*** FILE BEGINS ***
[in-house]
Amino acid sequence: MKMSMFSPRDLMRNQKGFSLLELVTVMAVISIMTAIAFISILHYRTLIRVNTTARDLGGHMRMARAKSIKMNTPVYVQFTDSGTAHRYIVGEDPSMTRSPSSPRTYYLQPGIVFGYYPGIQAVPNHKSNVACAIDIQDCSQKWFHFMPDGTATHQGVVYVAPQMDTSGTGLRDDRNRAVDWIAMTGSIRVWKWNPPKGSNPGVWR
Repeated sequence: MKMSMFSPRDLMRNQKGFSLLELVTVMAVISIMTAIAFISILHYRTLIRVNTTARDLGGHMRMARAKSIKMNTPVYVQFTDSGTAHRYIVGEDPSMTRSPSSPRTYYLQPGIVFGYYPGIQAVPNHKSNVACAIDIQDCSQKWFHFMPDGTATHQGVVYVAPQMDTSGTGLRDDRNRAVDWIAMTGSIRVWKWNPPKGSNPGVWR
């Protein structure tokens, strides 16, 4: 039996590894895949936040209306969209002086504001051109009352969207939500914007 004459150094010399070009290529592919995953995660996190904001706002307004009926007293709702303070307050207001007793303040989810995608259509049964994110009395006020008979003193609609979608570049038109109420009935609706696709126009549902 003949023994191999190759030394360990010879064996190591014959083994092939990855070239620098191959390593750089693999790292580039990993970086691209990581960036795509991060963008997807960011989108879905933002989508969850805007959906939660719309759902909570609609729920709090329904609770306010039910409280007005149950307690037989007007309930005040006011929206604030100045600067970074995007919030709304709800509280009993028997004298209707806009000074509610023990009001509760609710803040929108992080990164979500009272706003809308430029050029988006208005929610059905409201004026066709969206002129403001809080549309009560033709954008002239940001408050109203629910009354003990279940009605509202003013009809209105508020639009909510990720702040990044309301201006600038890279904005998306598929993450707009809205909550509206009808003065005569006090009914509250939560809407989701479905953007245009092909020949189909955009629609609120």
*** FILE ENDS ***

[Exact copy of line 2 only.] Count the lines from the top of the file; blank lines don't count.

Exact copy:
Amino acid sequence: MKMSMFSPRDLMRNQKGFSLLELVTVMAVISIMTAIAFISILHYRTLIRVNTTARDLGGHMRMARAKSIKMNTPVYVQFTDSGTAHRYIVGEDPSMTRSPSSPRTYYLQPGIVFGYYPGIQAVPNHKSNVACAIDIQDCSQKWFHFMPDGTATHQGVVYVAPQMDTSGTGLRDDRNRAVDWIAMTGSIRVWKWNPPKGSNPGVWR